Dear Friends and Neighbors,
We have one more week of the 2013 legislative session. April 28 is the final day, and we will need to have all three budgets – state operating, capital and transportation – agreed upon and passed by then. At this point we are often working late into the night passing bills and debating issues.
My hope is those at the negotiating table find common ground on sensible, responsible and sustainable budgets that respect taxpayers. House Republicans are at the table and are presenting solid solutions that I hope will rein in the Democrat spending plan and get us out on time.
Below is a short update on the transportation budget passed this week and tax proposals being introduced by House Democrats.
Please contact me with questions on these or other issues.
The House passed the transportation budget this week. I was torn on my voting decision because I recognized frugal decisions by the committee chair and appreciated her supporting passage of some of the easier reform bills. But the significant cost-saving reforms that we really need were not included in the package.
This reminds me of a conversation I had with the governor a couple of weeks ago on the need to bring down costs on our transportation projects. He said, “Yes, I’m all about LEAN management.” I responded that when our projects cost nearly double what they do in other states, just being “lean” and more efficient is not enough. We need to make the major reforms that are in several bills that my colleagues and I offered, but never received a vote, or in many cases, even a public hearing.
As I’ve said from the first day I decided to seek this office,the jobs is all about priorities. Government can’t do everything. Budget writers say that finishing Highways 167 and 509 to connect to the the Port of Tacoma is their top transportation priority. But, clearly, it’s not. When environmental mitigation, transit, permitting, bike lanes, etc., account for more than half of project costs, we can see the underlying true top priorities.
Here’s an example of what I’m talking about: When a major bridge in Minneapolis came down a couple of years ago, Minnesota put aside the regulation obstacles and excessive permitting and environmental mitigation and got the bridge rebuilt inexpensively in a year or so. They made actually building the bridge a priority!
Here in Washington state, the design and permitting of the new 520 Bridge took 17 years and, even after adjusting for inflation, will cost 20 times what the original bridge cost! We simply cannot continue to operate this way.
We did get a hint that cost-saving reform is possible when last year the Legislature approved an exception to the Shoreline Management Act for the 520 Bridge project. With the governor’s signature, this saved taxpayers $165 million. Just think what we can do if we implement this type of reform all across the state!
We cannot wait until an economic emergency, such as the Panama Canal opening or East Coast and Canadian ports taking our business and jobs, before we finally make Highway 167 a priority. Waiting is not an option if we want a strong economy!
The House Democrats’ solution is a package of tax proposals that were just introduced. I can’t support asking my constituents to pay a lot more to fill their gas tanks and renew car tabs when we’re spending roughly double what we should on these projects. If we make the actual construction of road projects our real priority, we can build them for nearly half the cost. This is reform I can support.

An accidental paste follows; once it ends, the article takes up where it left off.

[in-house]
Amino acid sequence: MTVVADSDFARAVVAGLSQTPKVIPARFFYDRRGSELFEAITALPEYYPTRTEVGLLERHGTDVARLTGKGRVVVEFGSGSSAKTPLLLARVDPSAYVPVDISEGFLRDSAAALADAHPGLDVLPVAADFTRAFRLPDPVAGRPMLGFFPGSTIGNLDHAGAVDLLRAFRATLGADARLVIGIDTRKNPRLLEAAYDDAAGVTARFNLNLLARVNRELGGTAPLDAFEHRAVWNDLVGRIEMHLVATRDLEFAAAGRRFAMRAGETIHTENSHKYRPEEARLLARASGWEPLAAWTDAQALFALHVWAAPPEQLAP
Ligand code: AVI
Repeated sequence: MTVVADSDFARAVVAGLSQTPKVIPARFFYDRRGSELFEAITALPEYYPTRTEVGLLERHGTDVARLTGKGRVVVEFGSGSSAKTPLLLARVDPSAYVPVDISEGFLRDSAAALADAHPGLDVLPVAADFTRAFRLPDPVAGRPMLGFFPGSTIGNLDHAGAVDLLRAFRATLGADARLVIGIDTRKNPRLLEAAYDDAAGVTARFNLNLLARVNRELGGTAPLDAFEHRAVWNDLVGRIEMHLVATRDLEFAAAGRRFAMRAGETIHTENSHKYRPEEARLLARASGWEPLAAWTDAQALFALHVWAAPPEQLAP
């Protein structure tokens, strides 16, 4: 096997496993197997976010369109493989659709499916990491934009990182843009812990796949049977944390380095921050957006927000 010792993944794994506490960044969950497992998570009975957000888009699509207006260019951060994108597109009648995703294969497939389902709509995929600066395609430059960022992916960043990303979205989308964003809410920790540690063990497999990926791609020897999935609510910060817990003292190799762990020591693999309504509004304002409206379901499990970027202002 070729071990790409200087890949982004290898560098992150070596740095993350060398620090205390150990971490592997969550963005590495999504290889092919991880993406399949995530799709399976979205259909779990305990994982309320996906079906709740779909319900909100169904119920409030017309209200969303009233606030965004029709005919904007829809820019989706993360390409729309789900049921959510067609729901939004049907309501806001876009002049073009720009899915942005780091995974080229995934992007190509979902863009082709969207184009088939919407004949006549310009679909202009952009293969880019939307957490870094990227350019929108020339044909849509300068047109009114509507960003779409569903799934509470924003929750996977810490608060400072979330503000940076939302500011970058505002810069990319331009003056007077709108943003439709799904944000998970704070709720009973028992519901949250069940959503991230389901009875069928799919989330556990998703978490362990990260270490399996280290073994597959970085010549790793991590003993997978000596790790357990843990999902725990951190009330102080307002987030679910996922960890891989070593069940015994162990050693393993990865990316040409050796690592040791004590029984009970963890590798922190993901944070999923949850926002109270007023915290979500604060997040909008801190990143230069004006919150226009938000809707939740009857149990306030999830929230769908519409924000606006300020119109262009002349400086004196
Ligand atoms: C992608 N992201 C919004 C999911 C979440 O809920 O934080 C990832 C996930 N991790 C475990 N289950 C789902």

The “close tax loopholes” to fund K-12 education debate
Over the past couple weeks, several bills were introduced with titles such as, “Funding K-12 basic education by eliminating tax preferences.” Sounds good, right? However, the real message is the House Democratic budget does not prioritize education. Their plan funds everything else first and requires $905 million in new and higher taxes to fund education. It also indicates to me that education is not their priority. If it were, it would be funded first, like the House Republican and Senate Majority Coalition Caucus budget proposals do.
Once again we’re hearing, “We have to raise taxes so we can fund education, police, etc.” I believe it’s budget shell games like this that turn the public away from the legislative process. They are losing faith that those in charge can balance the budget responsibly.
How about we try something new? Let’s fund education, public safety and protection of our truly most vulnerable first. Then, those who think we need an increased budget can argue to taxpayers that we need to raise taxes for other government programs.
Before I close this e-mail, I’d like to mention that it is popular to say we need to “close tax loopholes,” which many think is big businesses’ way around the tax system. In reality, tax exemptions that previous legislatures debated and passed through both the House and Senate with approval by the governor were done so in an effort to improve our economy. These incentives affect many small businesses, and you and me personally. I believe it is important that we thoroughly evaluate if tax exemptions are achieving the objectives for which they were designed, however if we did do away with all tax exemptions, we’d all start paying sales tax on our groceries!
Watch my video update on the House Democrat budget, next steps in the budget process